The Aftershock of Skidmore v. Led Zeppelin: The “Dark Horse” case
There is already an extremely slim chance that any copyright infringement case against the Hollywood power structure ever makes it to trial; even if this occurs and you miraculously win your case against the finest lawyers that the entertainment industry can buy, judges can and will exercise their right to overturn your hard-earned verdict. That is what happened on March 17, 2020 in the “Dark Horse” case. We also saw a version of this occur on March 9, 2020, in the case of Skidmore v. Led Zeppelin. In the Skidmore case, nine Justices in the Ninth Circuit Court of Appeals (with two dissenting), overturned a previous panel of three Justices in the same court, who had reversed the plaintiff’s unfair loss at trial. While the Skidmore v. Led Zeppelin decision is highly flawed in this author’s opinion (see, Lowe & Associates, P.C. blog dated March 12, 2020), the recent decision in the Dark Horse case is equally, if not more, flawed than Skidmore.
In Gray et al. v. Perry et al., 2:15-cv-05642, (C.D. Cal. March 17, 2020), California federal Judge Christina A. Snyder tossed out a jury verdict of $2.8 million that the plaintiff had obtained at trial based upon the infringement of the plaintiff’s song by Katy Perry’s song “Dark Horse.” Overturning the verdict against the mega pop star and her producers and record company, the Judge independently determined that the “ostinato” that Perry allegedly copied was “not a particularly unique or rare combination.” However, it is this author’s strong opinion that this analysis runs afoul of years and years of copyright precedent, and which purports to create a new standard for copyright infringement. The Court is imposing a requirement that the stolen portion of the work be “unique or rare[,]” but this has never been the law. The law established in Feist Publications, Inc. v. Rural Tel. Serv. Co., 499 U.S. 340 (1991), is only that the copied portion have “originality.” Originality requires only a minimal modicum of creativity, essentially requiring that it not be copied from another work. There is no requirement that it be rare or unique.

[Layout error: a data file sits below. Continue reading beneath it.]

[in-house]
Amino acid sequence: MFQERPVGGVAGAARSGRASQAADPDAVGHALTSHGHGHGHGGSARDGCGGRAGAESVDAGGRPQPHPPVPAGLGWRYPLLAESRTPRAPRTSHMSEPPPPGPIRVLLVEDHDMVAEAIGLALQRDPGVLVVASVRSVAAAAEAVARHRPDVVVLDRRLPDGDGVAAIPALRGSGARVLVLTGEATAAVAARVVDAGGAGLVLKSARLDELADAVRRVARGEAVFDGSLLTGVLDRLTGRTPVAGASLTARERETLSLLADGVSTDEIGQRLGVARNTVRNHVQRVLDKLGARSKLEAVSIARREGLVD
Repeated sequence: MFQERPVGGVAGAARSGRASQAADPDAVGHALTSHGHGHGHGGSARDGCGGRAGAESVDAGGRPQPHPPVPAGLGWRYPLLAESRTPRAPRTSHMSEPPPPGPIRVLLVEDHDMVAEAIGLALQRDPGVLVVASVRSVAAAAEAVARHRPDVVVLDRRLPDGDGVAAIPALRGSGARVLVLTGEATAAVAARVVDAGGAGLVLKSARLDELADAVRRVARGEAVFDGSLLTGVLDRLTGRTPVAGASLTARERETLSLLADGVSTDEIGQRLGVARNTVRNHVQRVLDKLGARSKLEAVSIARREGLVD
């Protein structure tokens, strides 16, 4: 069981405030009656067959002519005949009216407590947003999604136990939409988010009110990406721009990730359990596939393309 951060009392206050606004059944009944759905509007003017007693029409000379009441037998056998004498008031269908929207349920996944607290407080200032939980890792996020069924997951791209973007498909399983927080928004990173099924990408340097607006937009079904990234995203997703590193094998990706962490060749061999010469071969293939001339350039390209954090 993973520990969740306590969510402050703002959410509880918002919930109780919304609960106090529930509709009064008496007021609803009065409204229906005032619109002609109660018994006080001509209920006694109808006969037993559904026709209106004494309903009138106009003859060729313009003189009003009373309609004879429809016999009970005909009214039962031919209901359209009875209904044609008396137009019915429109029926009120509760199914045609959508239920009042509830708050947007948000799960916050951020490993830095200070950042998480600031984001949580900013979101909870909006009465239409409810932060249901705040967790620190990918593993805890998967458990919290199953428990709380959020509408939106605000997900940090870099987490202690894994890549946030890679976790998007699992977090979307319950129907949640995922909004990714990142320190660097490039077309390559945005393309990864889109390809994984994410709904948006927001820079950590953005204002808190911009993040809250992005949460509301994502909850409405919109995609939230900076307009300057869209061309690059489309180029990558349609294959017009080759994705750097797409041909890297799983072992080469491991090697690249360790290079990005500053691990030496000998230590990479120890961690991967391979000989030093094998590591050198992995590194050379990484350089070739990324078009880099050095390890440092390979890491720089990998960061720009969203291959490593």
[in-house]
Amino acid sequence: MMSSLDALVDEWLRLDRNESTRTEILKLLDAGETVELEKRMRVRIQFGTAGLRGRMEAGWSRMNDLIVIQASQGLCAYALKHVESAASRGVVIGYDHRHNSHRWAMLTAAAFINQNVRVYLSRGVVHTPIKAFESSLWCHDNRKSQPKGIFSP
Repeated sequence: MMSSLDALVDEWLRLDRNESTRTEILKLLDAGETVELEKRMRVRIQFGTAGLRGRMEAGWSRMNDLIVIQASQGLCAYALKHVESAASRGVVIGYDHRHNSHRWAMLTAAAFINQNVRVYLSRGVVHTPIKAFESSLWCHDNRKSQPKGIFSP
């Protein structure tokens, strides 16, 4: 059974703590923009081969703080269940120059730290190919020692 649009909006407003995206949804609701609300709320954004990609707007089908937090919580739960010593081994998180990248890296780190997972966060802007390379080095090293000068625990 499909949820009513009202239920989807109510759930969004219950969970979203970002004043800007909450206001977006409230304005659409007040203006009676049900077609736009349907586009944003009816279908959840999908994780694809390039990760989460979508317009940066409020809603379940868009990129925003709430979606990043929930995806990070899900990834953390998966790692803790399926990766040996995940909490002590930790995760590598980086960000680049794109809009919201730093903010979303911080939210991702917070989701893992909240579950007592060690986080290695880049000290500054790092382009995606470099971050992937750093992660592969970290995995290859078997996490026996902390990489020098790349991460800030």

The Gray opinion is also flawed because as long as the jury instructions were correct, which these were (i.e., nobody challenged the jury instructions), judges are not musical experts, and thus, they should not be supplanting their factual decision for the one made by the jury. In her decision, U.S. District Judge Christina A. Snyder on multiple occasions specifically cites to and references the Skidmore decision including the phrase “building blocks belong in the public domain.” However, there is no discussion as to how or why this Judge believes that the copied portion was a basic building block of music. Judge Snyder doubles down on her imposition of a new standard by stating that the same series of notes has often appeared in other songs and “[p]rior compositions, including prior works composed by the parties, as well as … a separate non-infringing ostinato in ‘Dark Horse,’ all contain similar elements[.]” But “prior art” is only relevant in copyright law to the issue of originality and at no point was the originality of the copied portion ever questioned. We know from Feist and Skidmore that the combination of “unoriginal” elements can in fact be protected by copyright.
Plaintiff creators have again been deprived of a fair shake. By imposing new obstacles to recovery which do not currently appear in the law, the Judge in the Dark Horse case has stricken yet another blow against creators, confirming Justice William A. Fletcher’s statement in Petrella v. Metro-Goldwyn-Mayer, Inc., 695 F.3d 946 (9th Cir. 2012) that the Ninth Circuit is “hostile” to creators.
The Dark Horse decision evidences just the beginning of the negative reverberations that the Skidmore decision will have on creators who attempt to protect their works against theft. On March 24, 2020, the judge in a New York case called Griffin et al. v. Sheeran et al., 1:17-cv-05221, (S.D.N.Y), a case by Marvin Gaye’s estate against Ed Sheeran over his song “Thinking Out Loud”, decided a “motion in limine” to not allow the jury to listen to the actual song that was released to the public, instead limiting the jury to hearing only the notes contained on the sheet music that was deposited with the Copyright Office in 1973. Judge Louis L. Stanton specifically quoted Skidmore stating “the scope of the copyright is limited by the deposit copy.” Judge Stanton decided that the sound recording to Marvin Gaye’s “Let’s Get It On” is inadmissible because it may “confuse the jury into thinking it represents what is protected by copyright[,]” and, further determined, incorrectly, that the elements that Gaye contributed “percussion/drums, bass-guitar, guitars, Gaye’s vocal performances, horns, flutes, etc.” are not protected by copyright. Be sure to be on the lookout for my next article regarding the Ed Sheeran case.
Gray et al. Plaintiffs are represented by Michael A. Kahn and Jonathan S. Jones of Capes Sokol Goodman & Sarachan PC and Eric F. Kayira of Kayira Law LLC.
Katy Perry et al. Defendants are represented by Christine Lepera, Jeffrey M. Movit, Jacob D. Albertson, Aaron M. Wais and Gabriella A. Nourafchan of Mitchell Silberberg & Knupp LLP and Vincent H. Chieffo and Alana Srour of Greenberg Traurig LLP.